The entire book was translated onto small fragments of DNA called oligonucleotides. Each of these fragments had information from the book, and a small block with information for the ‘address’, where in the book the block belonged to. Thus, a ‘library’ of oligonucleotides is created on a DNA microchip. To ‘read’ the book, this library has to be amplified and sequenced using molecular approaches. These researchers encoded just one bit of information per DNA base instead of the maximum two, made multiple copies of the same oligonucleotide fragment so that errors could be accounted for, and still obtained a whopping density of 5.5 petabits (1015 bits) per millimeter cube.

Current costs of sequencing make this technology prohibitive.  However, the costs of DNA synthesis and sequencing are decreasing exponentially every year, making this a feasible storage molecule for the future. DNA is also stable at room temperature meaning it can be preserved for long periods. While DNA storage and retrieval is slower compared to other methods, its scale offers huge potential. It could thus be used in applications involving archival storage of massive amounts of data.

You can read more about this research here.

Meet MASER, Laser’s High Powered Older Cousin

Lasers have been around for a long time now. They are so ubiquitous, you can find them in computers, hunting rifle scopes, medical devices, and even a child’s play thing. Believe it or not, about 50 years ago, most of the devices that use lasers had not even been conceived of. What you also may not know is that the laser has an older cousin that has been sitting quietly on the shelf for nearly 50 years. It’s name is MASER.

Where LASER is an acronym for Light Amplification by Stimulated Emission of Radiation, MASER is Microwave Amplification by Stimulated Emission of Radiation. So basically, instead of visible light, the MASER produces a concentrated beam of microwaves. Though MASERs were actually developed first, the conditions it took to create them were very difficult to achieve. For instance, they required nearly absolute zero temperatures to operate. New research done by Britain’s National Physics Laboratory (NPL) and Imperial College, London has resulted in a solid-state room temperature MASER. The research has been published in the journal Nature and was led by Dr. Mark Oxborrow.

MASER
The MASER core via NPL Youtube Video

Up until now, MASERS were only a thing of physics labs and research facilities. The only real practical use for them was in atomic clocks. Now that the NPL scientists have been able to remove the extreme environmental conditions from the MASER, more practical applications are likely to be introduced. According to an NPL press release, “MASERs could be used to make more sensitive medical instruments for scanning patients, improved chemical sensors for remotely detecting explosives; lower-noise read-out mechanisms for quantum computers and better radio telescopes for potentially detecting life on other planets.” In the embedded video below, Dr. Oxborrow gives a brief description of the MASER and shows the core they invented to make all of this possible.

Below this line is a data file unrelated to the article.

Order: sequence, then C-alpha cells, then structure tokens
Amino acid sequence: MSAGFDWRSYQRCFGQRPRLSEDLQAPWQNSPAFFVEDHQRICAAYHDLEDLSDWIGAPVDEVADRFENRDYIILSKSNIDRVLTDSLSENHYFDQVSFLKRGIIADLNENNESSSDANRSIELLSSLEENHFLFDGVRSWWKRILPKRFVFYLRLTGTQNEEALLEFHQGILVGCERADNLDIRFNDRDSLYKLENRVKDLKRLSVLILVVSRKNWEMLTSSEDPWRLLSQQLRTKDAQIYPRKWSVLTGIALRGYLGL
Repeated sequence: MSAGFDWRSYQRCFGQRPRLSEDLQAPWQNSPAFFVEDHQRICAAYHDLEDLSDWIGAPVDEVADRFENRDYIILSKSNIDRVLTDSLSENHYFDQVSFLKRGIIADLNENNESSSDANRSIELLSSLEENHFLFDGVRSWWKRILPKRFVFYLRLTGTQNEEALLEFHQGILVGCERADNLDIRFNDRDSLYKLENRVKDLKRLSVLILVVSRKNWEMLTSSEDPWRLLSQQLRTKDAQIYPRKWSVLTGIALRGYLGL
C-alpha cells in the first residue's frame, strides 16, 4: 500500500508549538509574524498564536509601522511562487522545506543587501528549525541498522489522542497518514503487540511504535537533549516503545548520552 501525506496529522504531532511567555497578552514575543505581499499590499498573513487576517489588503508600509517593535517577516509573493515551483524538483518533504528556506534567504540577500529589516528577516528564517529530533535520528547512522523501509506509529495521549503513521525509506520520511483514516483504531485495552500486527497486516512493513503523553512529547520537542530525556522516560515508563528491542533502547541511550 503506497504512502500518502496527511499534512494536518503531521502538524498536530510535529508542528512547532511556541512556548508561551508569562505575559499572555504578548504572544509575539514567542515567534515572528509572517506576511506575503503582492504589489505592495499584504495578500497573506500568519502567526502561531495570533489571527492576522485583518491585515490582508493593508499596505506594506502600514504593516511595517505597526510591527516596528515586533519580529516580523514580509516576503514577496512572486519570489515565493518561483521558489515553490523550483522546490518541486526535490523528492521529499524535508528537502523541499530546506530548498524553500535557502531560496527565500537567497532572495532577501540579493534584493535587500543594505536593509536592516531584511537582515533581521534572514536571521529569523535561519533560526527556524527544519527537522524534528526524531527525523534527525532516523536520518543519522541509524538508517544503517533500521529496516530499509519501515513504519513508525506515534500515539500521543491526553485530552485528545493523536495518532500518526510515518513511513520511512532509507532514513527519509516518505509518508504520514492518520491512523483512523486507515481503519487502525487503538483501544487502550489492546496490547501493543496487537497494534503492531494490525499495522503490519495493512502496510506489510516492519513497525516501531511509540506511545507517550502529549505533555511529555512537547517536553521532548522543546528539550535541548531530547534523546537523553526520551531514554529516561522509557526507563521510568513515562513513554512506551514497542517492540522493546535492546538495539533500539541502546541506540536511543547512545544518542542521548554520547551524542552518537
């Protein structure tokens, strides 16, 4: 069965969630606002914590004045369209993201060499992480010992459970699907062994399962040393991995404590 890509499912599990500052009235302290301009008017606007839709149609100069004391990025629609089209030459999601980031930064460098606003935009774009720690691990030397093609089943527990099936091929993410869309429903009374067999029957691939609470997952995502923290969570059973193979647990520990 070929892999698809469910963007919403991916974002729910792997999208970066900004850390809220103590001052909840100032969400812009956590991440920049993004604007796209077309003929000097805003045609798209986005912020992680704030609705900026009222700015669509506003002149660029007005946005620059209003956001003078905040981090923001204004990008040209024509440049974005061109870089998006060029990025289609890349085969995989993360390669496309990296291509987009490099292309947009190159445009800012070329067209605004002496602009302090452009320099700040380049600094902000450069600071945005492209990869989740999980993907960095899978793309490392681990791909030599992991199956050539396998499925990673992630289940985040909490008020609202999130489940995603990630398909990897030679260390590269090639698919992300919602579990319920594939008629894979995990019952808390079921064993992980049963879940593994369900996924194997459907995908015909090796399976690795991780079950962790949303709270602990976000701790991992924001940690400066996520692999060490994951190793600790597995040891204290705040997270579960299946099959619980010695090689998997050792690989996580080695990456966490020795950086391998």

[Video Link]

Conventional MASERs work by directing microwaves at crystals such as ruby. Unfortunately, this material requires extremely low temperatures, as well as a lot of costly magnets to work. The NPL scientists discovered a new type of crystal called p-terphenyl crystal. This crystal is “doped” pentacene which allows it to be used to amplify microwaves at room temperature. There are still challenges facing the MASER. One, is to get it to work continuously instead of in pulses. The other, is to get it to operate in a broader range of microwave frequencies to make it more useful. To keep up with the MASER research, visit http://www.npl.co.uk/news/maser.

Brain’s Drainage System Discovered

Our body comes with an inbuilt drainage system called the lymphatic system. The tissues in our body lie in a pool of fluid called the interstitial fluid. While most of this fluid is directly circulated and recirculated from and into the blood vessels (called the body’s circulatory system), about 1% of this fluid is re-circulated through a different route. Interstitial fluid enters a network of vessels called lymph vessels, which in turn drain excess proteins and waste material from this fluid and into larger blood vessels for recirculation or destruction. The lymphatic system is thus an accessory system that acts in parallel with the blood circulatory system to remove excess proteins and solutes from tissues.

Fluid Flow in the Brain